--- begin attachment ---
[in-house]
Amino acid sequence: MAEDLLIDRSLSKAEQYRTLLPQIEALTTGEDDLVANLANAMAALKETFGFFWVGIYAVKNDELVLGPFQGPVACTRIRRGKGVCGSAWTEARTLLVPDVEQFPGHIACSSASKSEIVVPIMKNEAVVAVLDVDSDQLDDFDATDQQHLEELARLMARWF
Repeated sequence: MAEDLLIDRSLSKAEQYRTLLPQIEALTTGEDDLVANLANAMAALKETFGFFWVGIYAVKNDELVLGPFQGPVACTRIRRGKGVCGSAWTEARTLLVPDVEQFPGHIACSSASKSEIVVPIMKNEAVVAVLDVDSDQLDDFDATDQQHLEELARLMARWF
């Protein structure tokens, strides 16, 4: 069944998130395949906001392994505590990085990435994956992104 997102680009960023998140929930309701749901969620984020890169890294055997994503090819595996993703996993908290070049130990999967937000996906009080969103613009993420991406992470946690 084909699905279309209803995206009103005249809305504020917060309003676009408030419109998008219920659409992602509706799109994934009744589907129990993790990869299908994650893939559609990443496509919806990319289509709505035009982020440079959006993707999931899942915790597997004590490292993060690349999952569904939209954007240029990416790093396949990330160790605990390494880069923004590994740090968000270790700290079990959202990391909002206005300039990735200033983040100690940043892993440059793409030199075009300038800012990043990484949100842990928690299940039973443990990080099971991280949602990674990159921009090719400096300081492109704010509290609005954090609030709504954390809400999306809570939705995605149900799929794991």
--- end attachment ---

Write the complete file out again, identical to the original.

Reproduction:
[in-house]
Amino acid sequence: MAEDLLIDRSLSKAEQYRTLLPQIEALTTGEDDLVANLANAMAALKETFGFFWVGIYAVKNDELVLGPFQGPVACTRIRRGKGVCGSAWTEARTLLVPDVEQFPGHIACSSASKSEIVVPIMKNEAVVAVLDVDSDQLDDFDATDQQHLEELARLMARWF
Repeated sequence: MAEDLLIDRSLSKAEQYRTLLPQIEALTTGEDDLVANLANAMAALKETFGFFWVGIYAVKNDELVLGPFQGPVACTRIRRGKGVCGSAWTEARTLLVPDVEQFPGHIACSSASKSEIVVPIMKNEAVVAVLDVDSDQLDDFDATDQQHLEELARLMARWF
């Protein structure tokens, strides 16, 4: 069944998130395949906001392994505590990085990435994956992104 997102680009960023998140929930309701749901969620984020890169890294055997994503090819595996993703996993908290070049130990999967937000996906009080969103613009993420991406992470946690 084909699905279309209803995206009103005249809305504020917060309003676009408030419109998008219920659409992602509706799109994934009744589907129990993790990869299908994650893939559609990443496509919806990319289509709505035009982020440079959006993707999931899942915790597997004590490292993060690349999952569904939209954007240029990416790093396949990330160790605990390494880069923004590994740090968000270790700290079990959202990391909002206005300039990735200033983040100690940043892993440059793409030199075009300038800012990043990484949100842990928690299940039973443990990080099971991280949602990674990159921009090719400096300081492109704010509290609005954090609030709504954390809400999306809570939705995605149900799929794991």